In a few weeks, I will turn 63. I know I am not as physically fit as I was twenty years ago, but until recently, the number of ‘senior moments’ I encountered were few. Then, yesterday happened….
I had made an appointment to get the tires on my car replaced, and as there was no way for me to get a ride home, I decided to wait at the store while the work was done. At an estimated hour, this wasn’t going to be a fast operation, so I made sure to take my music player and a book with me. (Yes, that’s right, a real book, not an ‘ebook’ on a tablet or my smart phone.) Drove to the store, dropped the key off at the desk, pulled up something decent to listen to, and picked up where I’d left off in Patrick O’Brian’s excellent “H.M.S. Surprise”. As ways to pass the time, not bad at all.
The work ended up taking a little over the hour estimate, but on the up side, they charged me a few dollars less than the original estimate, so I had no real complaints. Paid up, and drove off to a nearby town to run an errand, and also to ‘wring’ the new tires out to see how they performed. No problems on the drive, errand accomplished, and back home in time for a (slightly) late lunch.
About now, you’re probably wondering what any of this has to do with ‘senior moments’. That started after lunch, when I decided to finish the chapter I’d been in the middle of….and couldn’t find my book. I knew I’d been reading it, I also knew I’d picked it up when I left the tire store because I had a distinct memory of it lying in the passenger’s seat as I drove to my errand. Then, there was this drop-off, and I couldn’t remember what I’d done to it when I got home. A quick walk out to the care revealed that I hadn’t left it there. Search through the house, all the usual places I lay a book I’m reading down….nothing.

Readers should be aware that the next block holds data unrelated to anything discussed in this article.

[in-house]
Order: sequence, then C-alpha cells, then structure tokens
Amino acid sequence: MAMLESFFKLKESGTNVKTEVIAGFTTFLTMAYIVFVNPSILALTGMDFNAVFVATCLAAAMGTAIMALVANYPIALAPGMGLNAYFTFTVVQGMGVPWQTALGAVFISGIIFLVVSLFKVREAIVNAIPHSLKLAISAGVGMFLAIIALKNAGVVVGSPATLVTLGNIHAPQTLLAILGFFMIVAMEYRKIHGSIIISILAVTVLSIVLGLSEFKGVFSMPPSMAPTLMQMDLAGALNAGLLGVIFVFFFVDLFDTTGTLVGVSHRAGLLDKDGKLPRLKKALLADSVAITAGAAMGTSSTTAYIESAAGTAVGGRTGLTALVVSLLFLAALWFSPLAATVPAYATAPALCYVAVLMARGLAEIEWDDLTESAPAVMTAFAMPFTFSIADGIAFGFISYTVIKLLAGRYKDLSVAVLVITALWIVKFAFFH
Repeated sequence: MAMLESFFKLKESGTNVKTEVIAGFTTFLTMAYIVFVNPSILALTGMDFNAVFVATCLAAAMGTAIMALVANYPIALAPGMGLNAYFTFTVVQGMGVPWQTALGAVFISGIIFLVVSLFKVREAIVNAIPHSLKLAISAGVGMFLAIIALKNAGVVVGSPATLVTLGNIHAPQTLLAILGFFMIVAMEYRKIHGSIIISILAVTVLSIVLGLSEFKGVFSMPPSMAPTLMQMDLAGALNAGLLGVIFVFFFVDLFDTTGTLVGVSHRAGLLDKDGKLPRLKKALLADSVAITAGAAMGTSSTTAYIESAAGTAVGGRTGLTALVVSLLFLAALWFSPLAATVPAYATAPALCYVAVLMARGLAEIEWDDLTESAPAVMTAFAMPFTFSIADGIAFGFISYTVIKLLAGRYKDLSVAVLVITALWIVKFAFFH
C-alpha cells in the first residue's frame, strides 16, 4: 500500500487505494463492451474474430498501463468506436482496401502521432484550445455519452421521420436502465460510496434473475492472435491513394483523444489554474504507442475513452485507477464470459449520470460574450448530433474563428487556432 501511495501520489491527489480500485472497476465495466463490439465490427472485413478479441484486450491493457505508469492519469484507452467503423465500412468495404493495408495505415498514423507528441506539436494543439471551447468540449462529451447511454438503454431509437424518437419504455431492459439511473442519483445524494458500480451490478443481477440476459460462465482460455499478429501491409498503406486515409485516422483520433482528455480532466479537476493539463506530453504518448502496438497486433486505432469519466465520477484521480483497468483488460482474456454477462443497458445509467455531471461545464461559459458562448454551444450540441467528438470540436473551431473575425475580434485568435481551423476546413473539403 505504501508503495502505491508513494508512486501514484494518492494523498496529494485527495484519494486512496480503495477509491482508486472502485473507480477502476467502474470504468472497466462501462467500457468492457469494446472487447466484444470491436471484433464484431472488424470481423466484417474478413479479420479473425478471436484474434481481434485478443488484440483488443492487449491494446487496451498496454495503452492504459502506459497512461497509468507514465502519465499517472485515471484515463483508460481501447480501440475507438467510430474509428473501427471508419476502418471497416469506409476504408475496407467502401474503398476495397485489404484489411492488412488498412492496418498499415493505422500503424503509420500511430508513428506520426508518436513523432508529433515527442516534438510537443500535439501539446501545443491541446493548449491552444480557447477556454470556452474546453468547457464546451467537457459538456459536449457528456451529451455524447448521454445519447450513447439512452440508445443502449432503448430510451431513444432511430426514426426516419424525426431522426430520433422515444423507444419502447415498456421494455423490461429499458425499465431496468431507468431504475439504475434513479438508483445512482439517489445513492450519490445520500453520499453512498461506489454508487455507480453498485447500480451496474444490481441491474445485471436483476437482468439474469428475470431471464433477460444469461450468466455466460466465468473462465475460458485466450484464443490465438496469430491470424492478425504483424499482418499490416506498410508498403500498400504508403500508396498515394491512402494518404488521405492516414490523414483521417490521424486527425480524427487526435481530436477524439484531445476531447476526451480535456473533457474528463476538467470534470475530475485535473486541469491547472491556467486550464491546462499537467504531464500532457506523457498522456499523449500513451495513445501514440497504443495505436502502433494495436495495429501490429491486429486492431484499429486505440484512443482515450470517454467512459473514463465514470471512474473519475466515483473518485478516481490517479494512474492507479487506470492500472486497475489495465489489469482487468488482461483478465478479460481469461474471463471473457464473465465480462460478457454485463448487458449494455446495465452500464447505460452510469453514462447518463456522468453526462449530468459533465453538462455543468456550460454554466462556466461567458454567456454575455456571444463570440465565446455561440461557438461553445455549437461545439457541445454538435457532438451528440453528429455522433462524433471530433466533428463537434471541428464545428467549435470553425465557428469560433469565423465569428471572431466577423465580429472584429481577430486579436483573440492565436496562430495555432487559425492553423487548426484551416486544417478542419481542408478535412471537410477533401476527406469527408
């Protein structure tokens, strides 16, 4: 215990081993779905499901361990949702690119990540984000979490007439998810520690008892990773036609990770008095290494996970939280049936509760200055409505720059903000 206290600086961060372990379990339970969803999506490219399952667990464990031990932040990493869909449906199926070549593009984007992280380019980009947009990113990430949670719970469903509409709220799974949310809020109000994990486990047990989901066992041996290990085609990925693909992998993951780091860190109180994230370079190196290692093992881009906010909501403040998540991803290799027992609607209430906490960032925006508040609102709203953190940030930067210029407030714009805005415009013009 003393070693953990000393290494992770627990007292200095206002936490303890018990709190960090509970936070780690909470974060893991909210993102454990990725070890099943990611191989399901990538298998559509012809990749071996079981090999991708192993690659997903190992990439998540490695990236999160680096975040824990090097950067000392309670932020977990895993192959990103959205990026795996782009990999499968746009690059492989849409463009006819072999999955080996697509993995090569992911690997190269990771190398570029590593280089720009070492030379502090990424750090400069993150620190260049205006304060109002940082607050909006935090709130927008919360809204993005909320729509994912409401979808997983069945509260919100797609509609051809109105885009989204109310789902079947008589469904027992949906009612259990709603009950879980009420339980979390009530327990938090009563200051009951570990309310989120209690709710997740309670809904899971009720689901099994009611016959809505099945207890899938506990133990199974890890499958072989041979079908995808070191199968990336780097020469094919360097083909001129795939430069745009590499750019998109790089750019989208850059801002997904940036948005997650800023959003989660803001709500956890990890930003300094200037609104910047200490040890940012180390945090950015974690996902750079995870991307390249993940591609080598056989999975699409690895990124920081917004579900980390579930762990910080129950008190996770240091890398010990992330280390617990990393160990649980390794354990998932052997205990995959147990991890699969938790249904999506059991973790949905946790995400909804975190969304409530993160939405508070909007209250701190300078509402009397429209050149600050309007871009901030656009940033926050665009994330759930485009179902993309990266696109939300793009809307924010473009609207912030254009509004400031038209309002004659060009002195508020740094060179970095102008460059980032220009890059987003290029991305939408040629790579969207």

Now frustration sets in, and knowing that is the worst state of mind to be in when attempting logical thought, I decided to get some other work done. Most of that work involved editing a short story about a young man experiencing the end of our civilization, and the strange world that replaces it (more when I finish it). A couple of hour later, the frustration has faded some, but I still have no clue what I might have done with the missing book. Supper preparations call, and I attend to them, plus the dirty dishes that result.
All of it gets done, and the book remains stubbornly missing, so I do what I should have at the beginning: I try to remember the sequence of events that occurred when I got home from my errand. That’s when it popped into my mind that I’d picked up a couple of bags of items, and rather than make a couple of trips and from the car, I’d dropped the items I’d had in the passenger’s seat into one of the bags….a bag I hadn’t emptied when I got home. After what these days is called a ‘face-palm moment’, I go to the bag in question and recover my missing book.
How I could have forgotten something so elementary is a question I will not ask, but for someone who prides himself on having an excellent memory, it was a sobering, humbling moment. I hope I do not experience another such incident soon, but something tells me that is a wish I will not have granted.